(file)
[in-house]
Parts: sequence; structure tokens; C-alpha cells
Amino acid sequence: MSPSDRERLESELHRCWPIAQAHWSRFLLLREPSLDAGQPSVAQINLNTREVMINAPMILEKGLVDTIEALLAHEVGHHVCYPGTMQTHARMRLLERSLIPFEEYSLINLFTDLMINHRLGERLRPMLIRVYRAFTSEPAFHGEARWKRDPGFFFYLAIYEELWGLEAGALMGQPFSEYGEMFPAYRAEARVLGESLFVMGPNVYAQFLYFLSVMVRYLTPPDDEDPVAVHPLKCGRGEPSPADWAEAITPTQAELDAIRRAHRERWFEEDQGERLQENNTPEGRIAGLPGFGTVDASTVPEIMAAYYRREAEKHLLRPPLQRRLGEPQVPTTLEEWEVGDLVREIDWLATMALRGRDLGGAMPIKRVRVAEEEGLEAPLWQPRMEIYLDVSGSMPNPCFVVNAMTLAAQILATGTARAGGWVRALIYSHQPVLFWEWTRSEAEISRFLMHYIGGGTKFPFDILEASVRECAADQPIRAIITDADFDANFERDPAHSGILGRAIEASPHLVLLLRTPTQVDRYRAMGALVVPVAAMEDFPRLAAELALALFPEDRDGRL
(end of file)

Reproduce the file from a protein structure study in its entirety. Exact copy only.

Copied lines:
[in-house]
Parts: sequence; structure tokens; C-alpha cells
Amino acid sequence: MSPSDRERLESELHRCWPIAQAHWSRFLLLREPSLDAGQPSVAQINLNTREVMINAPMILEKGLVDTIEALLAHEVGHHVCYPGTMQTHARMRLLERSLIPFEEYSLINLFTDLMINHRLGERLRPMLIRVYRAFTSEPAFHGEARWKRDPGFFFYLAIYEELWGLEAGALMGQPFSEYGEMFPAYRAEARVLGESLFVMGPNVYAQFLYFLSVMVRYLTPPDDEDPVAVHPLKCGRGEPSPADWAEAITPTQAELDAIRRAHRERWFEEDQGERLQENNTPEGRIAGLPGFGTVDASTVPEIMAAYYRREAEKHLLRPPLQRRLGEPQVPTTLEEWEVGDLVREIDWLATMALRGRDLGGAMPIKRVRVAEEEGLEAPLWQPRMEIYLDVSGSMPNPCFVVNAMTLAAQILATGTARAGGWVRALIYSHQPVLFWEWTRSEAEISRFLMHYIGGGTKFPFDILEASVRECAADQPIRAIITDADFDANFERDPAHSGILGRAIEASPHLVLLLRTPTQVDRYRAMGALVVPVAAMEDFPRLAAELALALFPEDRDGRL